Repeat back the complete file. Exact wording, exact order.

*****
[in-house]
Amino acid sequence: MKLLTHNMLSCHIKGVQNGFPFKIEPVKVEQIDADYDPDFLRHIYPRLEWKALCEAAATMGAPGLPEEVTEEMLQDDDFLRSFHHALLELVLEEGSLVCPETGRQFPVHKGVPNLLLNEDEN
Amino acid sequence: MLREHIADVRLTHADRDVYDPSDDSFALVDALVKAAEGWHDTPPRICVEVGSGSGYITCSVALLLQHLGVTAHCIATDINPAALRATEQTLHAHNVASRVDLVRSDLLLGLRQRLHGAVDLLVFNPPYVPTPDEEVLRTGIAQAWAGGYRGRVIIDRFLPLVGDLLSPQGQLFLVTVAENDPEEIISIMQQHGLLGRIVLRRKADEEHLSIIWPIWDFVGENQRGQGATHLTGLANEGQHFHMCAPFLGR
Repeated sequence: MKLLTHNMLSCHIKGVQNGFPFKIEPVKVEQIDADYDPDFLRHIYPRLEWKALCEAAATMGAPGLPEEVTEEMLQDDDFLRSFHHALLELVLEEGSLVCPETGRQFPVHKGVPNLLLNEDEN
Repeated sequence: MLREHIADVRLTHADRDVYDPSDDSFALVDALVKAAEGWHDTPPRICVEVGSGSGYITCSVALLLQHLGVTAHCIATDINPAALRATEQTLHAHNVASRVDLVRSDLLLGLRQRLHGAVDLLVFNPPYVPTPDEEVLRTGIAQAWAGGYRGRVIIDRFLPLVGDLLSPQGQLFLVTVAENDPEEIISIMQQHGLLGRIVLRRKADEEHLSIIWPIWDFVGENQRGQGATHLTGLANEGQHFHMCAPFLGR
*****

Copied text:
[in-house]
Amino acid sequence: MKLLTHNMLSCHIKGVQNGFPFKIEPVKVEQIDADYDPDFLRHIYPRLEWKALCEAAATMGAPGLPEEVTEEMLQDDDFLRSFHHALLELVLEEGSLVCPETGRQFPVHKGVPNLLLNEDEN
Amino acid sequence: MLREHIADVRLTHADRDVYDPSDDSFALVDALVKAAEGWHDTPPRICVEVGSGSGYITCSVALLLQHLGVTAHCIATDINPAALRATEQTLHAHNVASRVDLVRSDLLLGLRQRLHGAVDLLVFNPPYVPTPDEEVLRTGIAQAWAGGYRGRVIIDRFLPLVGDLLSPQGQLFLVTVAENDPEEIISIMQQHGLLGRIVLRRKADEEHLSIIWPIWDFVGENQRGQGATHLTGLANEGQHFHMCAPFLGR
Repeated sequence: MKLLTHNMLSCHIKGVQNGFPFKIEPVKVEQIDADYDPDFLRHIYPRLEWKALCEAAATMGAPGLPEEVTEEMLQDDDFLRSFHHALLELVLEEGSLVCPETGRQFPVHKGVPNLLLNEDEN
Repeated sequence: MLREHIADVRLTHADRDVYDPSDDSFALVDALVKAAEGWHDTPPRICVEVGSGSGYITCSVALLLQHLGVTAHCIATDINPAALRATEQTLHAHNVASRVDLVRSDLLLGLRQRLHGAVDLLVFNPPYVPTPDEEVLRTGIAQAWAGGYRGRVIIDRFLPLVGDLLSPQGQLFLVTVAENDPEEIISIMQQHGLLGRIVLRRKADEEHLSIIWPIWDFVGENQRGQGATHLTGLANEGQHFHMCAPFLGR